Kant 1

When I look up at Thy heavens, the work of Thy fingers, the moon and the stars set in their place by Thee, what is man, that Thou shouldst remember him, mortal man that Thou shouldst care for him? Yet Thou hast made him little less than a god, crowning him with glory and honour. (Psalm VIII)


The background: an outline of Kant’s philosophy2

It is often said that the three greatest philosophers of all time were Plato, Aristotle, and Kant. The third of these now makes his mark on our enquiry.

Immanuel Kant (1724-1804) was born in Königsberg in Prussia and lived there all his life. Much of his philosophy was devoted to taking rival systems of thought and rooting out the inveterate assumptions common to them. On the one hand this enabled him to show that some of the fundamental points of controversy between them were ill-conceived. On the other hand it enabled him to salvage and to reconcile some of their apparently irreconcilable insights. The latter was something that he sought to do above all in the case of the conflict between traditional Christian morality and Newton’s (by now) well-established mechanics. Christian morality seemed to make no sense without human freedom, but there was no room for human freedom, it seemed, in Newton’s world of inexorable mechanical laws. In attempting a reconciliation here, Kant developed a philosophical system of breathtaking depth and power. Indeed it enabled him at the same time and in much the same way to arbitrate between the rationalists and the empiricists. Since they have just been the focus of our attention, let us broach Kant’s system in those terms.

Kant wanted to accept, with the rationalists, that we had substantial a priori knowledge. Yet, in line with the empiricists, he did not see how we could know anything substantial about what was out there, independent of us, without letting it impinge on us through experience. He resolved the apparent conflict here by arguing that the a priori knowledge in question was not after all knowledge about what was out there, independent of us.


Notes for this page

Add a new note
If you are trying to select text to create highlights or citations, remember that you must now click or tap on the first word, and then click or tap on the last word.
Loading One moment ...
Project items
Cite this page

Cited page

Citations are available only to our active members.
Sign up now to cite pages or passages in MLA, APA and Chicago citation styles.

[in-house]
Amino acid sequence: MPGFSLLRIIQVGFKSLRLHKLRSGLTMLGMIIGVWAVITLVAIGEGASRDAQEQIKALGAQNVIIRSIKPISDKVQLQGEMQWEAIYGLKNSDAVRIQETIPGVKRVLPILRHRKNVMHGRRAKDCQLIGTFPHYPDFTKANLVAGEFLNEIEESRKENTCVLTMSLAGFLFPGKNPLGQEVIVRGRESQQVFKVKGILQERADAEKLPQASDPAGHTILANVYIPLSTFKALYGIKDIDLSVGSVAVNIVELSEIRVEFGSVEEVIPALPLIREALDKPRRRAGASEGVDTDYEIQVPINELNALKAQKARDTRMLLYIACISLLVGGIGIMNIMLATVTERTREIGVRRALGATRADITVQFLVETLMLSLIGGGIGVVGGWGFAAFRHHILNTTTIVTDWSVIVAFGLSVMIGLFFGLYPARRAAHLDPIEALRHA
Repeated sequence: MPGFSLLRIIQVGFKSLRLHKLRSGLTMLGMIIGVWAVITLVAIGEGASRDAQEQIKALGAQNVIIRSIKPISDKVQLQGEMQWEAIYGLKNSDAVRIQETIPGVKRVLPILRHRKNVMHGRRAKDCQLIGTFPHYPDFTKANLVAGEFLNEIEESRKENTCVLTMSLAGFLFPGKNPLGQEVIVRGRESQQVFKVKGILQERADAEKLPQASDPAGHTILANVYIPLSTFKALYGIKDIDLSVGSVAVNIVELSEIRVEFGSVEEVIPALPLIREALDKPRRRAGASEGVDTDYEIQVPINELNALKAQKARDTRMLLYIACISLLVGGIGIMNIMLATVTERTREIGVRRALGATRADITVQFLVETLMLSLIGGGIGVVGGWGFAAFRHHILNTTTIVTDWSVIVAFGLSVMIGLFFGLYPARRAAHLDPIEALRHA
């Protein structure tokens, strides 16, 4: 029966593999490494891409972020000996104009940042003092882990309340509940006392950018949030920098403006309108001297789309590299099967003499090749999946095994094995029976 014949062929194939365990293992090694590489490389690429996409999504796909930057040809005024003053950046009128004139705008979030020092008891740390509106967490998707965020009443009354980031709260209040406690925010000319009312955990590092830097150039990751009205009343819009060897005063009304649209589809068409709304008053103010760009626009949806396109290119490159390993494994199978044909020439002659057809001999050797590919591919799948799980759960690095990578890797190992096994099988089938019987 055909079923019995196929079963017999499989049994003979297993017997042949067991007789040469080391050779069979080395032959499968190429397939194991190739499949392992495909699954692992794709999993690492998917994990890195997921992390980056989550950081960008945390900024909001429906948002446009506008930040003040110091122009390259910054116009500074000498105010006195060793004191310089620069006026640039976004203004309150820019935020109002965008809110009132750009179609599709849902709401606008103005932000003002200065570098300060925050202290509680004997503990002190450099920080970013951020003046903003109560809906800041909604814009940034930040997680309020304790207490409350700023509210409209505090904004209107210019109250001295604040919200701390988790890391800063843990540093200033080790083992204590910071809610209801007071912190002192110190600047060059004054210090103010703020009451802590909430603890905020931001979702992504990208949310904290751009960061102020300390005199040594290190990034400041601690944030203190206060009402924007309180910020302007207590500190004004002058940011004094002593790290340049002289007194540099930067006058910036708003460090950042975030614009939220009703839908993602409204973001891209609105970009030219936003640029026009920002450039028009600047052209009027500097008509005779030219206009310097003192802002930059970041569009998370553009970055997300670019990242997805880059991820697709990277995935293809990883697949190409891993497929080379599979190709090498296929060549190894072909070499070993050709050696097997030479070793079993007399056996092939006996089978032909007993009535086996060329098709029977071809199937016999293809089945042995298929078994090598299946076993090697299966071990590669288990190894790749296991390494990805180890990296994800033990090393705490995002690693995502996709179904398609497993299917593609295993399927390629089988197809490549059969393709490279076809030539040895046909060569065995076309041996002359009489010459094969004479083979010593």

Cited page

Bookmark this page
The Infinite


Text size Smaller Larger
Search within

Search within this book

Look up

Look up a word

  • Dictionary
  • Thesaurus
Please submit a word or phrase above.
Print this page

Print this page

Why can't I print more than one page at a time?

While we understand printed pages are helpful to our users, this limitation is necessary to help protect our publishers' copyrighted material and prevent its unlawful distribution. We are sorry for any inconvenience.
Full screen
/ 268

matching results for page

Cited passage

Citations are available only to our active members.
Sign up now to cite pages or passages in MLA, APA and Chicago citation styles.

Cited passage

Welcome to the new Questia Reader

The Questia Reader has been updated to provide you with an even better online reading experience.  It is now 100% Responsive, which means you can read our books and articles on any sized device you wish.  All of your favorite tools like notes, highlights, and citations are still here, but the way you select text has been updated to be easier to use, especially on touchscreen devices.  Here's how:

1. Click or tap the first word you want to select.
2. Click or tap the last word you want to select.

OK, got it!

Thanks for trying Questia!

Please continue trying out our research tools, but please note, full functionality is available only to our active members.

Your work will be lost once you leave this Web page.

For full access in an ad-free environment, sign up now for a FREE, 1-day trial.

Already a member? Log in now.

Are you sure you want to delete this highlight?